Wednesday, November 9, 2011

Guantánamo: the most expensive prison on earth (ever)

The cost to house a captive at Guantánamo Bay is $800,000 per year, far in excess of other federal or state lockups.
Miami Herald; Tuesday, November 8, 2011
by Carol Rosenberg
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Olivia LaRosa, relayer/reframer
Also at Hypatia of California, Olivia’s and Deb’s Blog
GUANTANAMO BAY NAVY BASE, Cuba -- Guards get combat pay, just like troops in Afghanistan, without the risk of being blown up. Some commanders get to bring their families to this war-on-terror deployment. And each captive gets $38.45 worth of food a day.
The Pentagon detention center that started out in January 2002 as a collection of crude open-air cells guarded by Marines in a muddy tent city is today arguably the most expensive prison on earth, costing taxpayers $800,000 annually for each of the 171 captives by Obama administration reckoning.
That’s more than 30 times the cost of keeping a captive on U.S. soil.
It’s still funded as an open-ended battlefield necessity, although the last prisoner arrived in March 2008. But it functions more like a gated community in an American suburb than a forward-operating base in one of Afghanistan’s violent provinces.
Congress, charged now with cutting $1.5 trillion from the budget by Christmas, provided $139 million to operate the center last year, and has made every effort to keep it open — even as a former deputy commander of the detention center calls it “expensive” and “inefficient.”
“It’s a slow-motion Berlin Airlift — that’s been going on for 10 years,” says retired Army Brig. Gen. Greg Zanetti, a West Point graduate who in 2008 was deputy commander at the detention center.
Both its location and temporary nature drive up costs, says Zanetti. While there, he wrote a secret study that compared the operation to Alcatraz, noting that Attorney General Robert F. Kennedy had closed it in 1963 because it was too expensive.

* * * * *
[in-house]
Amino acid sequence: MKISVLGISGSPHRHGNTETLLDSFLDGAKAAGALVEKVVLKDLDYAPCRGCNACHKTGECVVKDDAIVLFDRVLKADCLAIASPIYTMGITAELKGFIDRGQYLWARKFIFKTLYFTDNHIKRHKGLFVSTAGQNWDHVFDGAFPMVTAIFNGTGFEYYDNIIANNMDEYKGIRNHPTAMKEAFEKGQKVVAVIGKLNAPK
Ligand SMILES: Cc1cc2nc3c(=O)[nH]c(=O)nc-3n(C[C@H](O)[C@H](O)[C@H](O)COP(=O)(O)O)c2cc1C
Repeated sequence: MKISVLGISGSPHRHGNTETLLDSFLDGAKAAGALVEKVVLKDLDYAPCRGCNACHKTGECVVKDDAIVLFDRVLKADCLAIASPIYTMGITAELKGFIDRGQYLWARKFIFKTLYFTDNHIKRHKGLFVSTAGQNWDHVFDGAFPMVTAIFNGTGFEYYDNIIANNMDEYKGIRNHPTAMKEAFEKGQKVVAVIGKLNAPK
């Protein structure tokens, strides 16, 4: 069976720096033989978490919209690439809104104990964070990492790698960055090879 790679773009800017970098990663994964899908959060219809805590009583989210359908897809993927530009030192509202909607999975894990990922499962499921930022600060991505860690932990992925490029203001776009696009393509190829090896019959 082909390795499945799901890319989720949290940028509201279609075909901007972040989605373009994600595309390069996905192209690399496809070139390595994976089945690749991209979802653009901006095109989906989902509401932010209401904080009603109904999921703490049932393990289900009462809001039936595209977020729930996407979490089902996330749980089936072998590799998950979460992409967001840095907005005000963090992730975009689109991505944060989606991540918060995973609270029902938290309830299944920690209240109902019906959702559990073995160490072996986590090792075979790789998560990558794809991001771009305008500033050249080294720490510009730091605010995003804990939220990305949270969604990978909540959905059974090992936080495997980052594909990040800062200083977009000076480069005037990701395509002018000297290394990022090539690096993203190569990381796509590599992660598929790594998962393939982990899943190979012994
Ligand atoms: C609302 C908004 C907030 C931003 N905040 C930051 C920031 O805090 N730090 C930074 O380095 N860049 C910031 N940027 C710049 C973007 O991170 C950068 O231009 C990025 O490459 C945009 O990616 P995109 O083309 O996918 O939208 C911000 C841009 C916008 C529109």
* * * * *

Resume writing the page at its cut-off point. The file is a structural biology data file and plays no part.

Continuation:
At Guantánamo, everything comes in by barge or aircraft “from paper clips to bulldozers,” Zanetti says, as well as the revolving guard force. Also, more recently, a massage chair for stressed-out prison camp staff.
Zanetti, now a Seattle-based money manager, was a financial advisor in civilian life before his New Mexico National Guard unit’s call-up to Guantánamo. He has never disputed that America needed the detention center after 9/11 but argues that today it deserves a cost-benefit analysis.
“What complicates the overall command further is you have the lawyers, interrogators and guards all operating under separate budgets and command structures,” he said. “It’s like combining the corporate cultures and budgets of Goldman, Apple and Coke. Business schools would have a field day dissecting the structure of Guantánamo.”
An examination of the expenses shows that now, with no strategy for meeting President Barack Obama’s Jan. 22, 2009 closure order, the military is preparing for the prison’s next decade. Spending is not just aimed at upgrades for the captive population, most in medium security confinement, but also for the revolving staff of 1,850 troops, linguists, intelligence analysts, federal agents and contract laborers.
Commanders are contracting for a new round of capitol improvements, including $2 million worth of new computer equipment to grow storage space under a fast-track, noncompetitive contract with Dell recently posted on a government website. And that doesn’t include the un-networked laptops the prison provides captives taking a life skills class that includes a resume writing lesson, in case anyone gets to go home.
Meantime, the guard force commander is getting a new 3,000-3,500 square foot headquarters at the prison camps for what is predicted to cost less than $750,000, below the amount that needs Congress’ sign-off.
End of Page One of Five-continue to Page Two at the Miami Herald site.
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